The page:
Breast milk can help take down superbugs
There's a huge amount of research and a battery of safety checks to get through first before your doctor can prescribe you a course of lactoferrin.
London: A new study has revealed that a protein found in breast milk could help destroy the antibiotic-resistant superbugs.
The research, carried out by the National Physical Laboratory and University College London, shows that the component lactoferrin destroys bacteria, fungi and viruses as soon as it touches them, the Independent reported.
Many people in the medical community are deeply concerned by the potentially lethal threat of drug-resistant superbugs, which evolve rapidly to defeat any antibiotics we throw at them. Some analysts have even suggested that bacterial resistance poses as serious a threat as climate change.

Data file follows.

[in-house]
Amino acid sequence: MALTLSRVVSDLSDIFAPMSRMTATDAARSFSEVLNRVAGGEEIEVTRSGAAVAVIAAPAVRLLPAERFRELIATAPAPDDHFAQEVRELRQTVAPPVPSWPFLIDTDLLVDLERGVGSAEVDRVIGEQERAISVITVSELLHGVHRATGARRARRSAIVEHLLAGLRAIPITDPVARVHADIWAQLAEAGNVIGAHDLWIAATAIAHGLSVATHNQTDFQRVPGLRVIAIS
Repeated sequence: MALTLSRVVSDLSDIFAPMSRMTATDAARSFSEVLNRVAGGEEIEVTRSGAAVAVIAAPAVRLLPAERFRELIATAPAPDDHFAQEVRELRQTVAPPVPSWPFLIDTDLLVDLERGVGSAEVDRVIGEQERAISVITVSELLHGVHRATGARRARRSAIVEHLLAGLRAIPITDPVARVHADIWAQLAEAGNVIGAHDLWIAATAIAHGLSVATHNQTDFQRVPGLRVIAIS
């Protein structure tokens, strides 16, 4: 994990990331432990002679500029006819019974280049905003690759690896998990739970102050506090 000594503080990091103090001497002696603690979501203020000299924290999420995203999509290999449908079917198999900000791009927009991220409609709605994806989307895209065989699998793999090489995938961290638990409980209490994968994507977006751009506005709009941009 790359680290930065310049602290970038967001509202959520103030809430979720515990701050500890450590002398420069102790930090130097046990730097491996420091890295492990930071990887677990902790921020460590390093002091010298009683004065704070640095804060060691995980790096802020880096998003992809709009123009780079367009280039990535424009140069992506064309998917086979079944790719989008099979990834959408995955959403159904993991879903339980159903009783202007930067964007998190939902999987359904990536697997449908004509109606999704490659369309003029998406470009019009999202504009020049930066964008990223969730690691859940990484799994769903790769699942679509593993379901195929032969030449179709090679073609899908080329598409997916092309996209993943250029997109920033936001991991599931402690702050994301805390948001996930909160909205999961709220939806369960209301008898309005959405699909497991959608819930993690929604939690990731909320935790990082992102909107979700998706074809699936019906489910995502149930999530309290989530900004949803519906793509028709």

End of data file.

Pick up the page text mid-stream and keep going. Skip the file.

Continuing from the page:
But in this sense, lactoferrin is more than just another antibiotic for hospital-dwelling superbugs to overcome. Because the protein works so fast, tearing bacteria apart in a fraction of a second, it's hoped that superbugs simply won't have time to develop a resistance to it.
There's a huge amount of research and a battery of safety checks to get through first before your doctor can prescribe you a course of lactoferrin. But the researchers hope that as well as defeating superbugs the protein will one day help to combat diseases, such as sickle-cell anaemia, that are currently considered incurable.